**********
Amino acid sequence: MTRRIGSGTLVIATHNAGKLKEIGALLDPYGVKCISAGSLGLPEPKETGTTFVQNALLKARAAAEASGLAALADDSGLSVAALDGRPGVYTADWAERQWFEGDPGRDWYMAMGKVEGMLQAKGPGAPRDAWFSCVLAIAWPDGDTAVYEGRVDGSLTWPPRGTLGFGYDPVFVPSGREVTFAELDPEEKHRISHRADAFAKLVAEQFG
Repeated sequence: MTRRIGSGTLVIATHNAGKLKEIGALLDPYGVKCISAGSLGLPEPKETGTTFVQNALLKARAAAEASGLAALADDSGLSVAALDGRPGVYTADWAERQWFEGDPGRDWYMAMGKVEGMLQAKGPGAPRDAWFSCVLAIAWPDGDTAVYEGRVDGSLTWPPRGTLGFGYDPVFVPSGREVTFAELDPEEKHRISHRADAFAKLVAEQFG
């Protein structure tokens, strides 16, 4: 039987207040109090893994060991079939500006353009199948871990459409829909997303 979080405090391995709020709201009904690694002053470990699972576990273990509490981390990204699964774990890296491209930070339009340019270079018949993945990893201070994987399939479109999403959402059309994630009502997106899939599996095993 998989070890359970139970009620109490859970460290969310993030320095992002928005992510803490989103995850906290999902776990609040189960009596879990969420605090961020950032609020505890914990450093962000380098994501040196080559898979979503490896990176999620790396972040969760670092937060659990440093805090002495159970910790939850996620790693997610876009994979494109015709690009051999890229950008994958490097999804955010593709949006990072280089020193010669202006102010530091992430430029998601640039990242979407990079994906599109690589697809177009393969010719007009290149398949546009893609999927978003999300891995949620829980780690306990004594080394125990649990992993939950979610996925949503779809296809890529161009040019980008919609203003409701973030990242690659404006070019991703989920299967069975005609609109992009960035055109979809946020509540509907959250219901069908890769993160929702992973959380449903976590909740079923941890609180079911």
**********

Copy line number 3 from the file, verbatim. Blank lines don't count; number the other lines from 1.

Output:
């Protein structure tokens, strides 16, 4: 039987207040109090893994060991079939500006353009199948871990459409829909997303 979080405090391995709020709201009904690694002053470990699972576990273990509490981390990204699964774990890296491209930070339009340019270079018949993945990893201070994987399939479109999403959402059309994630009502997106899939599996095993 998989070890359970139970009620109490859970460290969310993030320095992002928005992510803490989103995850906290999902776990609040189960009596879990969420605090961020950032609020505890914990450093962000380098994501040196080559898979979503490896990176999620790396972040969760670092937060659990440093805090002495159970910790939850996620790693997610876009994979494109015709690009051999890229950008994958490097999804955010593709949006990072280089020193010669202006102010530091992430430029998601640039990242979407990079994906599109690589697809177009393969010719007009290149398949546009893609999927978003999300891995949620829980780690306990004594080394125990649990992993939950979610996925949503779809296809890529161009040019980008919609203003409701973030990242690659404006070019991703989920299967069975005609609109992009960035055109979809946020509540509907959250219901069908890769993160929702992973959380449903976590909740079923941890609180079911």